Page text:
The question about craftmanship vs art was raised by Wayne Modest, who is concerned with the relationship between the local and the global; "What happens when elite practices take up the 'ghetto'?" He took some time speaking about the 'ghetto' as a native place for contemporary Jamaican artists, in comparison to previous generations who saw Africa as the native place. This echoed my idea of continental Europe as a native space to Caribbean subjects who were born and or raised there. It was also exemplified by Glenda Heyliger's presentation on her work in Aruba. Fittingly, Marielle Barrow contributed to this exchange, joining the conversation via Skype from the Ghetto Biennale in Haiti. Unfortunately the connection went bad several times as it did with Raj Isar, but her message of multimodality was strong. How to sustain a network without funding was one of her main questions. Transformation seems to be one of the principles here. Charles Campbell showed us how he did it with 'Actor Boy', who became real, participated in society, started creating his own artworks and mythologized himself once over. As Alessio Antoniolli said about the organizations connected through the Triangle Network, "The most successful groups are the ones who are self serving."
o Orignally published on arcthemagazine.com
o Charl Landvreugd is a Dutch artist, born in Suriname and raised in Rotterdam. Aesthetically, politically, theoretically as well as practically, black is the base color in his practice. The artist has studied at the Goldsmiths College (London) and Columbia University (NYC), and now continues his investigations of black and Blackness. He explores the plurality of black hues and advocates for distinctions in black diversity. Inspired by the gathering of people from the African diaspora in the Bijlmer, he unites the four continents around the Atlantic in the video work Atlantic Transformerz 2010.
The gold rush administration is between a rock and a hard place. During the electoral campaign back in 2012 its leadership cadre, sycophants and political allies said that they had the solutions to all national problems, inclusive of being able to fix the economy. All the PLP wanted was an opportunity to govern again. The party was returned to office big time.
Fast-forward to 2013. A badly managed opinion poll, dressed up like a referendum, was soundly defeated by an ill-informed and apathetic electorate. The PM's pronouncement that he had no horse in the race was a deathblow to the possible success of the same. Strike number one.
The party also promised to introduce a modified form on National Health Insurance within its first year in office, having had an opportunity to extensively research the feasibility and ramifications during its 2002 to 2007 term in office. Sixteen months later, the plan has been relegated further down the road and is not likely to see the light of day anytime soon. Strike number two.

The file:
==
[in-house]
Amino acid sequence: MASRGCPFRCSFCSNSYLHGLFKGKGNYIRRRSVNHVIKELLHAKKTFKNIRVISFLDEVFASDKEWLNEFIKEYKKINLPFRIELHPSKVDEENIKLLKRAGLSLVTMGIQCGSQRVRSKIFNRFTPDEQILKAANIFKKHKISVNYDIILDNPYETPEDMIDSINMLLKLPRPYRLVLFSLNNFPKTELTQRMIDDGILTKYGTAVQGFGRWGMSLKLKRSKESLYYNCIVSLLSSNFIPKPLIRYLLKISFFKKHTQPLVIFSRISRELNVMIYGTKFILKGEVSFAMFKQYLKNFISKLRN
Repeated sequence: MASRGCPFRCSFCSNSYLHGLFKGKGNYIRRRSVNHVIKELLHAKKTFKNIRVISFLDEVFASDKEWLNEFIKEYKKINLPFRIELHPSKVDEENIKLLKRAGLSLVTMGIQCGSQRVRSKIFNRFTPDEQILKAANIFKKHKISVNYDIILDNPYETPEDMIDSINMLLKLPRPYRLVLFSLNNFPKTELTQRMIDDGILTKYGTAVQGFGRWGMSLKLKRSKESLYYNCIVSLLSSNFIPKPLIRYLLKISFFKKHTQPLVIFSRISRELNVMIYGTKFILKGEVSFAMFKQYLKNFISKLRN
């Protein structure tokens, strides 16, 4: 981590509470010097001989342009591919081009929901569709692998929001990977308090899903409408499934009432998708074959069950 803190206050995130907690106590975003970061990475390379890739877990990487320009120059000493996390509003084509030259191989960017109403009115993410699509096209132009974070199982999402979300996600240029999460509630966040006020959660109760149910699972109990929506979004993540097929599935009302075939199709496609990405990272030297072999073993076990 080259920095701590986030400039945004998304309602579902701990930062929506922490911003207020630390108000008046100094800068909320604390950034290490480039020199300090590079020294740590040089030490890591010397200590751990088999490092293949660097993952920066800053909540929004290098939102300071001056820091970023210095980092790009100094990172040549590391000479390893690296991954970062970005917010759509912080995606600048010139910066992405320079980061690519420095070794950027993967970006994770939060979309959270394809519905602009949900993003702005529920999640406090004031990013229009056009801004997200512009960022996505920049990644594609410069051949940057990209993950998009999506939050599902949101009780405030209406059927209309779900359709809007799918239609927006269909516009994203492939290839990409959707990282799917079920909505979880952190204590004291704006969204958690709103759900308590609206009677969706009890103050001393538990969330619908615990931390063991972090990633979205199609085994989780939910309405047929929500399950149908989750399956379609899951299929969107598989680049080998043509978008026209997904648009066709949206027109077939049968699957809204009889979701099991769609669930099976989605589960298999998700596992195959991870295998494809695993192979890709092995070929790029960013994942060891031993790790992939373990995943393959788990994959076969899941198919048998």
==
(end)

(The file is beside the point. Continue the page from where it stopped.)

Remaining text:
Now the administration is faced with a looming fiscal crisis and possible economic downgrade by various international credit rating agencies. Successive governments, especially the last Ingraham administration, racked up debt and spent taxpayers' money like dirt. We are now saddled with a declared debt in excess of $6.5 billion and counting. The annual deficit exceeds $500 million, if not more.
To dig its way out of this fiscal hole the gold rush administration has proposed the introduction of a value-added tax regime, complete with a new level of bureaucratic support and an enforcement arm. In the majority of regional nations where VAT has been introduced and implemented their economies have gone south and debt servicing consumes in excess of 70 percent of GDP (gross domestic product). If you wish, refer to Barbados as a classic example of a failed economy which is burdened down with a VAT regime.
There are any number of creative ways through which this administration would be able to claw its way back to fiscal stability without imposing a knuckleheaded, unworkable and badly thought-out replacement tax regime.
The administration has rolled out several individuals, who really should know better, to act as propaganda fodder, in the form of Ishmael Lightbourne and one John Rolle. The former is a former senator within a former PLP administration and the latter is a big honcho at the Ministry of Finance and an academic to boot.
Lightbourne is a noted chartered accountant and has some private business experience. Rolle, I believe, is a career civil servant who has never operated or managed even a petty shop. This is not to suggest that they might not know what they are talking about, but the administration is dead wrong on this issue of VAT.